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I'm not sure what most doctors do - but my oncologist never did give me the whole picture. She would just schedule one or two treatments - and then just when I would think maybe it was over she'd say "gee, you're doing so good, let's just do one more" -- she did that until the end. I'm sure she would have told me everything if I'd pushed - but I didn't - so probably didn't want to know.

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Good points Dianne and Judy. I stopped by his apartment today following his first round of chemo and he was pretty energized from all the steroids. Wonder if he may get pretty sick the next two days. They are giving him Alimta too I believe. He seems upbeat, doc says he shouldn't get nauseous at least. Next treatment scheduled in 3 weeks. What should we look for in blood tests/other tests moving forward? I think he has a brain scan coming up for precautionary reasons. Thanks- Jim

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Glad to hear your friend is feeling up. They give good anti-nausea meds now and if they don't quite nip it, he can ask for Zofran or sorry, starts with a C??? I don't think blood work tells much specifically about lung cancer but is used to monitor WBC, RBC, platletts etc. Follow-up relies mostly on Scan--CT, MRI, PET. Then you look for tumor shrinkage or other signs the chemo is working.

Hang in there. You friend is lucky to have you.

Judy in KW

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Hey everyone, just an update for those who have been following this case of my best bud.

After two rounds of chemo, he is not doing well. His attitude has changed from positive to negative, refuses to eat because he isn't hungry, doesn't believe in chemo and says at best, it"guess work", His family and I try to keep a positive look at things saying we don't know how well it's working yet, but there are success stories out there.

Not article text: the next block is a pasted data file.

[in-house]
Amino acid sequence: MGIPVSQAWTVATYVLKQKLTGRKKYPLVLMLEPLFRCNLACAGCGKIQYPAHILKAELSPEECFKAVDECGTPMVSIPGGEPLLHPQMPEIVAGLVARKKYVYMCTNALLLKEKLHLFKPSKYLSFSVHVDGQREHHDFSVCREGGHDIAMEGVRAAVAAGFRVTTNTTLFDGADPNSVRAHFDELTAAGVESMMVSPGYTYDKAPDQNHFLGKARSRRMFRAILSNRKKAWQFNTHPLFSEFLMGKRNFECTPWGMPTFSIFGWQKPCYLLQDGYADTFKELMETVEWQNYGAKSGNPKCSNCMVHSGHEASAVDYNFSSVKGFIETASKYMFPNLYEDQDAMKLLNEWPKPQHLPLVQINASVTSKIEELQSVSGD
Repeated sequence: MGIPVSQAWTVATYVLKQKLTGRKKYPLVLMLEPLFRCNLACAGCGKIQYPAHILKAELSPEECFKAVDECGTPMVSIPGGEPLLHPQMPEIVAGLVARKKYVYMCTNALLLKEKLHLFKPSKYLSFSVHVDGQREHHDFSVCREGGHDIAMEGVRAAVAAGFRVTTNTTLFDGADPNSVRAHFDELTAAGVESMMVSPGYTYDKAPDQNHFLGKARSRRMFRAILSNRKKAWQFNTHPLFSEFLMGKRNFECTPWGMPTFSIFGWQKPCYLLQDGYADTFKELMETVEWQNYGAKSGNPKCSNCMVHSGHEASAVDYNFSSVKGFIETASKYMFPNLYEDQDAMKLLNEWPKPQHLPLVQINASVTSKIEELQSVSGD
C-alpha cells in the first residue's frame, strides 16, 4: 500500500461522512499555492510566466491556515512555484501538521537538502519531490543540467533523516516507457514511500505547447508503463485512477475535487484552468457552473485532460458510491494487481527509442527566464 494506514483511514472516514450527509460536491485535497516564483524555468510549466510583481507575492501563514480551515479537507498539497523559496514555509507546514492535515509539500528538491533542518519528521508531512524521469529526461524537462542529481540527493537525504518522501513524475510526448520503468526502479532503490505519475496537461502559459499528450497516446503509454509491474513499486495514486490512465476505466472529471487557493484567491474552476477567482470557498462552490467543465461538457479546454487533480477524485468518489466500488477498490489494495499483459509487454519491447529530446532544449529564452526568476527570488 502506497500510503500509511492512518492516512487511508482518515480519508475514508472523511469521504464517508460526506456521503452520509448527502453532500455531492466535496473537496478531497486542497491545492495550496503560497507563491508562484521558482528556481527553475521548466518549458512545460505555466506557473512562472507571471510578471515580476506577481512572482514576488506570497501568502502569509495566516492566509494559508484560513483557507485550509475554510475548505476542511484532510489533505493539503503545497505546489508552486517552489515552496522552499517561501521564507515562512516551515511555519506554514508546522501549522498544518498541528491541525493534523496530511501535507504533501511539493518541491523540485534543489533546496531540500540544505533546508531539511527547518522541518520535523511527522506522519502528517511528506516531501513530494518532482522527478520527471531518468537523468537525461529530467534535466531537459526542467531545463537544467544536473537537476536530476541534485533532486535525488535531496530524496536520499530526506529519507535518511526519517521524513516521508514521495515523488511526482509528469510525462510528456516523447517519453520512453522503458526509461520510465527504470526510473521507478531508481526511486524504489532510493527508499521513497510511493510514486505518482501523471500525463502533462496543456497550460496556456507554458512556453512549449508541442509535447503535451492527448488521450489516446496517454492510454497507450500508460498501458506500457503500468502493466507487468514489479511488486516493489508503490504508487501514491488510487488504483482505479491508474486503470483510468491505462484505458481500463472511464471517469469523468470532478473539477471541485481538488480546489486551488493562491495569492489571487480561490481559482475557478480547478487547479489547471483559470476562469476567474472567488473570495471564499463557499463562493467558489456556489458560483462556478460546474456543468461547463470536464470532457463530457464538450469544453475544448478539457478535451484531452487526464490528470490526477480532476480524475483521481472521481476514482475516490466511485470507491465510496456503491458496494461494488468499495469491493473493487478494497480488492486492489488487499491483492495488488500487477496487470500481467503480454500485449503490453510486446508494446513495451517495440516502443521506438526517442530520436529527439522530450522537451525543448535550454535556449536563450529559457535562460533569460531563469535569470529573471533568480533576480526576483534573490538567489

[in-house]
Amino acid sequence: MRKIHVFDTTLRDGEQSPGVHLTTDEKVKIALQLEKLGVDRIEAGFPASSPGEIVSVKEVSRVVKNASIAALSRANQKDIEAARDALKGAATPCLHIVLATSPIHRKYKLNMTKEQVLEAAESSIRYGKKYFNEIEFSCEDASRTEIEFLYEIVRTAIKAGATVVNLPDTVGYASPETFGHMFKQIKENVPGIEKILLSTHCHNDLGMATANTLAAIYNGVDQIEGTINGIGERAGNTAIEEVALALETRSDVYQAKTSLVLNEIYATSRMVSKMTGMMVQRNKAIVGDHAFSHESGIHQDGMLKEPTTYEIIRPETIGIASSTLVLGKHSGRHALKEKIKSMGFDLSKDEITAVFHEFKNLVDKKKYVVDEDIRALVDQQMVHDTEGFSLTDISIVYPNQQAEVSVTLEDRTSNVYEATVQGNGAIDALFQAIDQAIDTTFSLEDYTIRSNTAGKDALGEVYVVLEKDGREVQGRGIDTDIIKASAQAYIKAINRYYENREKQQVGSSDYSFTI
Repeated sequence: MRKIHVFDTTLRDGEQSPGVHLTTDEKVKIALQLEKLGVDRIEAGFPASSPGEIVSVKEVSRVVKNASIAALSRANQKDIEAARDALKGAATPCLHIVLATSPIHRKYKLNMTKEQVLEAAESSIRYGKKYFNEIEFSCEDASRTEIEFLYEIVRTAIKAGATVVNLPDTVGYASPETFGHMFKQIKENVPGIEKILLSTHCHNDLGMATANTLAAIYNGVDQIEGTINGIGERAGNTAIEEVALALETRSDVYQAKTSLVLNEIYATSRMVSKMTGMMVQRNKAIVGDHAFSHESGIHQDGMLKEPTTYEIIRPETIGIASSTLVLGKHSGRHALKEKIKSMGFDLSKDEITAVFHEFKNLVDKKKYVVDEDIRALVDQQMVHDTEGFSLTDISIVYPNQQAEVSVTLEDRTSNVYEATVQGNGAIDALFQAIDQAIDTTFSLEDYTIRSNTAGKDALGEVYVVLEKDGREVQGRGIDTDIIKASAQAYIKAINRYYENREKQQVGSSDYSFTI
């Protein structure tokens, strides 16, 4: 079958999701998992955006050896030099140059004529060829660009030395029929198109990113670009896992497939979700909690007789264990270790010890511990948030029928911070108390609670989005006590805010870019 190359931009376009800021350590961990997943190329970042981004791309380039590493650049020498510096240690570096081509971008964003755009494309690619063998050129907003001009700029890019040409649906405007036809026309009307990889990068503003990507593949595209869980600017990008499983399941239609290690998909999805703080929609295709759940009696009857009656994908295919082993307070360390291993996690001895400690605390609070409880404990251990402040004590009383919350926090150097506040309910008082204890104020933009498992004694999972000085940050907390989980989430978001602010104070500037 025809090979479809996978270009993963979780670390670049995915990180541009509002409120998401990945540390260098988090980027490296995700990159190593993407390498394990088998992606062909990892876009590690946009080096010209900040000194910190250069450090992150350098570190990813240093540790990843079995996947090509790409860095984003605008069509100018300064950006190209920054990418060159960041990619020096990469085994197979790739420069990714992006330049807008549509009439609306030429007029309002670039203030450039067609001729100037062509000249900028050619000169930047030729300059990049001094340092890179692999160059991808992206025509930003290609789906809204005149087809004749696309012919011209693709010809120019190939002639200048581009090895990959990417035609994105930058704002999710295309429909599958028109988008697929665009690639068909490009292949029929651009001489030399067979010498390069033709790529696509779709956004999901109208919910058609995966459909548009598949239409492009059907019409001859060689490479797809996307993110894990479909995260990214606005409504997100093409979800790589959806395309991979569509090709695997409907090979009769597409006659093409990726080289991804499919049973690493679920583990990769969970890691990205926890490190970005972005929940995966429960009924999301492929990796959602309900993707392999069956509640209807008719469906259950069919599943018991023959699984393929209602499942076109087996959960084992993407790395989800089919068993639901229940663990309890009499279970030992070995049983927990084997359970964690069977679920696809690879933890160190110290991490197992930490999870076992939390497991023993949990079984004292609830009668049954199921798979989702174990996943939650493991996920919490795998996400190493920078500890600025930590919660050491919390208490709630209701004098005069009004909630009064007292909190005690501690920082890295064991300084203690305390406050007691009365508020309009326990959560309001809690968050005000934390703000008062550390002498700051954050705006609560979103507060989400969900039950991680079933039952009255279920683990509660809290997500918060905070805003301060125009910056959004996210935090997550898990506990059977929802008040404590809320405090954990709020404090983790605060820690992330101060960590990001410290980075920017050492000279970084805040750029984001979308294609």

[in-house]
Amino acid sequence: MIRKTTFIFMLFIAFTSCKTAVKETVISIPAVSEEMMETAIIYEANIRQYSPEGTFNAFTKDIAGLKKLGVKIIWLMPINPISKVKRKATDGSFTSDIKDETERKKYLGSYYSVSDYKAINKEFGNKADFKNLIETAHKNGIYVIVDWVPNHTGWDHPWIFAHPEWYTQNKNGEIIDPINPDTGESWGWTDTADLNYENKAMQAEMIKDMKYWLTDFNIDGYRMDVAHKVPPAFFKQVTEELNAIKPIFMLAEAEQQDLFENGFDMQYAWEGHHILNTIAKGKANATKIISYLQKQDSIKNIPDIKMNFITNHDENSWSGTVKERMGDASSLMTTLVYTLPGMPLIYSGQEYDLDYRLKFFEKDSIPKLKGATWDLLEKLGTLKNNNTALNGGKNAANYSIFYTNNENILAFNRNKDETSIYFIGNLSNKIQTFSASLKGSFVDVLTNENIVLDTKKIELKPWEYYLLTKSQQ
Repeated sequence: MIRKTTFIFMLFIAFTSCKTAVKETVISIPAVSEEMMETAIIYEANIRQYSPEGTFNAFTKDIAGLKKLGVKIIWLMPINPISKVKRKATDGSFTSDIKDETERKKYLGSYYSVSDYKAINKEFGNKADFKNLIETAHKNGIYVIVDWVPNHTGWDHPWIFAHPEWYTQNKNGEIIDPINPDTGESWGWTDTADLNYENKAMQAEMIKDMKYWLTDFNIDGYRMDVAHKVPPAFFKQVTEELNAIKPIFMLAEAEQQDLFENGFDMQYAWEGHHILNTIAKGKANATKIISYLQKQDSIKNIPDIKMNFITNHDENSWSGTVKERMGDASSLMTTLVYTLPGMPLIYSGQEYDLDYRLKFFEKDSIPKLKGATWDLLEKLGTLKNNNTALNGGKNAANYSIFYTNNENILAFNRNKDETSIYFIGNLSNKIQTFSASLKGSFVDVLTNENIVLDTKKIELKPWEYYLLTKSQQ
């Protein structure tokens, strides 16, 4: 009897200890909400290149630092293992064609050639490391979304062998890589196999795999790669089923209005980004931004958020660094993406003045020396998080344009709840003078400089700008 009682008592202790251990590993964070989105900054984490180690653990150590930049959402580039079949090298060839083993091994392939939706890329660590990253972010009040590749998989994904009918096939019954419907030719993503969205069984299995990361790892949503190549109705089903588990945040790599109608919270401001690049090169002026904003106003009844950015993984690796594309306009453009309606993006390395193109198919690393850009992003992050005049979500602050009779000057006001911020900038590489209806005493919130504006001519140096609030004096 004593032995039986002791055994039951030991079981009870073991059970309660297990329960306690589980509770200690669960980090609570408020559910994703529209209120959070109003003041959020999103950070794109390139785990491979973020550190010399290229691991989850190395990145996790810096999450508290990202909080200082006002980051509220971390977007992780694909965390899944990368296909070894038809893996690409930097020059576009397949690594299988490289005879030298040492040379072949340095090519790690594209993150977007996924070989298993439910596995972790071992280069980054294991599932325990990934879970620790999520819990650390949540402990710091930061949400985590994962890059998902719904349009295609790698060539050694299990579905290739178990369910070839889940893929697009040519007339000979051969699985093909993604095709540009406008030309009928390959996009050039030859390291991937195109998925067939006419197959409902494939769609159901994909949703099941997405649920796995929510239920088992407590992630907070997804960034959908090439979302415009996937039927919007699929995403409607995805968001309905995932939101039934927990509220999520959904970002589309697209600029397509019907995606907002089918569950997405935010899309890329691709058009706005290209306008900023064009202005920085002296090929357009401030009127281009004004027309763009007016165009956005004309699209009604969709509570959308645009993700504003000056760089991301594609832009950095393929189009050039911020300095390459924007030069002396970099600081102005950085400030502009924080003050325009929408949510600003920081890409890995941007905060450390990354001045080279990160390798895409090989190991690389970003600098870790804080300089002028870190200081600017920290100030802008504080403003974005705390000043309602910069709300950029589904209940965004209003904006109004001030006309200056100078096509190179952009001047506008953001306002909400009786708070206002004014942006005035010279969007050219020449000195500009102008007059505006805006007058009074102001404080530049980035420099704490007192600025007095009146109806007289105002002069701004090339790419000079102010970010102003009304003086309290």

On Thursday, he has a follow up appt. with his oncologist and I offered to go with him. He liked that, so I will be there to take notes for him. To me, it seems his oncologist doesn't ever call for follow ups, doesn't give him the whole plan in terms of how many more rounds of chemo to expect, and doesn't care to help figure out his lack of eating issues. He sees his oncologist 1x a week max and he needs him more. After his first round of chemo, he did have to have a blood transfusion as his platelet levels were really low. Maybe this is why he is feeling like this again?

So we should know more Thurs, but can you guys offer any advice on dealing with the hunger/supplement issue or anything else? I have found myself and his family becoming angry, depressed, disappointed in our health care system, etc. many many emotions....and now I'm ready to quit my job for my best friend, he needs all the support he can get right now.

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Hmm Not sure where to start!